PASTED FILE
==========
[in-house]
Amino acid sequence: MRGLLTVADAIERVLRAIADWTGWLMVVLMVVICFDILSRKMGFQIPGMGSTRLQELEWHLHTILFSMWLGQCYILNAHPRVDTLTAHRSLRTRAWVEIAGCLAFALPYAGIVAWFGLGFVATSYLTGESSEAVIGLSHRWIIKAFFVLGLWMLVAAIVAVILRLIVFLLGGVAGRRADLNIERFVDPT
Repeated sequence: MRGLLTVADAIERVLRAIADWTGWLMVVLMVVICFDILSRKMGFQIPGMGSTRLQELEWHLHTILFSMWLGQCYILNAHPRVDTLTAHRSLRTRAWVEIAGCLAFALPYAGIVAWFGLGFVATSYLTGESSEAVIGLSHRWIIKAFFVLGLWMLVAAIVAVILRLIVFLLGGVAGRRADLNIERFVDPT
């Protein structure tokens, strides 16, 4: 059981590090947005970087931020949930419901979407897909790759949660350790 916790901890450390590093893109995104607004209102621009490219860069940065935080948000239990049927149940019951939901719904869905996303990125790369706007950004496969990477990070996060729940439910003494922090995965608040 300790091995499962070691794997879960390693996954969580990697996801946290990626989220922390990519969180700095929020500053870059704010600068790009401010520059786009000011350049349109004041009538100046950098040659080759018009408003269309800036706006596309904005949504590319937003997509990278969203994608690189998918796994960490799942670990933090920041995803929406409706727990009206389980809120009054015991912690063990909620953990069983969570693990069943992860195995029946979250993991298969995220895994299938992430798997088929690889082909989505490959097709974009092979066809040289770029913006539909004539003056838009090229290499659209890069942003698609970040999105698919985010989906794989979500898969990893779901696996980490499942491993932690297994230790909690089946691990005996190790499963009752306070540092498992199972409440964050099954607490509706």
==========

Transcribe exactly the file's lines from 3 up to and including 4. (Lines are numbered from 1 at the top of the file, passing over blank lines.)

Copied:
Repeated sequence: MRGLLTVADAIERVLRAIADWTGWLMVVLMVVICFDILSRKMGFQIPGMGSTRLQELEWHLHTILFSMWLGQCYILNAHPRVDTLTAHRSLRTRAWVEIAGCLAFALPYAGIVAWFGLGFVATSYLTGESSEAVIGLSHRWIIKAFFVLGLWMLVAAIVAVILRLIVFLLGGVAGRRADLNIERFVDPT
């Protein structure tokens, strides 16, 4: 059981590090947005970087931020949930419901979407897909790759949660350790 916790901890450390590093893109995104607004209102621009490219860069940065935080948000239990049927149940019951939901719904869905996303990125790369706007950004496969990477990070996060729940439910003494922090995965608040 300790091995499962070691794997879960390693996954969580990697996801946290990626989220922390990519969180700095929020500053870059704010600068790009401010520059786009000011350049349109004041009538100046950098040659080759018009408003269309800036706006596309904005949504590319937003997509990278969203994608690189998918796994960490799942670990933090920041995803929406409706727990009206389980809120009054015991912690063990909620953990069983969570693990069943992860195995029946979250993991298969995220895994299938992430798997088929690889082909989505490959097709974009092979066809040289770029913006539909004539003056838009090229290499659209890069942003698609970040999105698919985010989906794989979500898969990893779901696996980490499942491993932690297994230790909690089946691990005996190790499963009752306070540092498992199972409440964050099954607490509706």